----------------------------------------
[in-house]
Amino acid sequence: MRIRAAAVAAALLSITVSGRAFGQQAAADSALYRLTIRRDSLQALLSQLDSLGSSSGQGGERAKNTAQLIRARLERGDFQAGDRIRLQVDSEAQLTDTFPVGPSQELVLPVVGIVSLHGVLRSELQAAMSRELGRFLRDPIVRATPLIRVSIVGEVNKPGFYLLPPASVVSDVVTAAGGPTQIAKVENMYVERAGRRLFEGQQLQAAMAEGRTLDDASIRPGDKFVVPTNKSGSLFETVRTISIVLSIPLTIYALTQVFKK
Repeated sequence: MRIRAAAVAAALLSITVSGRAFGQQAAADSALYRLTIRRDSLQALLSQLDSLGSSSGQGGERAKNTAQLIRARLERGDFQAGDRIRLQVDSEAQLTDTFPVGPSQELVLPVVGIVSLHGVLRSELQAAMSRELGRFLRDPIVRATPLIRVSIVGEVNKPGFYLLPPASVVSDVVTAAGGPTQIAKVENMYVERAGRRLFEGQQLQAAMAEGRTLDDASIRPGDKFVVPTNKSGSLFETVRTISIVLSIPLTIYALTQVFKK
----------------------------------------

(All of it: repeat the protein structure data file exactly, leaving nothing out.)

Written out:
[in-house]
Amino acid sequence: MRIRAAAVAAALLSITVSGRAFGQQAAADSALYRLTIRRDSLQALLSQLDSLGSSSGQGGERAKNTAQLIRARLERGDFQAGDRIRLQVDSEAQLTDTFPVGPSQELVLPVVGIVSLHGVLRSELQAAMSRELGRFLRDPIVRATPLIRVSIVGEVNKPGFYLLPPASVVSDVVTAAGGPTQIAKVENMYVERAGRRLFEGQQLQAAMAEGRTLDDASIRPGDKFVVPTNKSGSLFETVRTISIVLSIPLTIYALTQVFKK
Repeated sequence: MRIRAAAVAAALLSITVSGRAFGQQAAADSALYRLTIRRDSLQALLSQLDSLGSSSGQGGERAKNTAQLIRARLERGDFQAGDRIRLQVDSEAQLTDTFPVGPSQELVLPVVGIVSLHGVLRSELQAAMSRELGRFLRDPIVRATPLIRVSIVGEVNKPGFYLLPPASVVSDVVTAAGGPTQIAKVENMYVERAGRRLFEGQQLQAAMAEGRTLDDASIRPGDKFVVPTNKSGSLFETVRTISIVLSIPLTIYALTQVFKK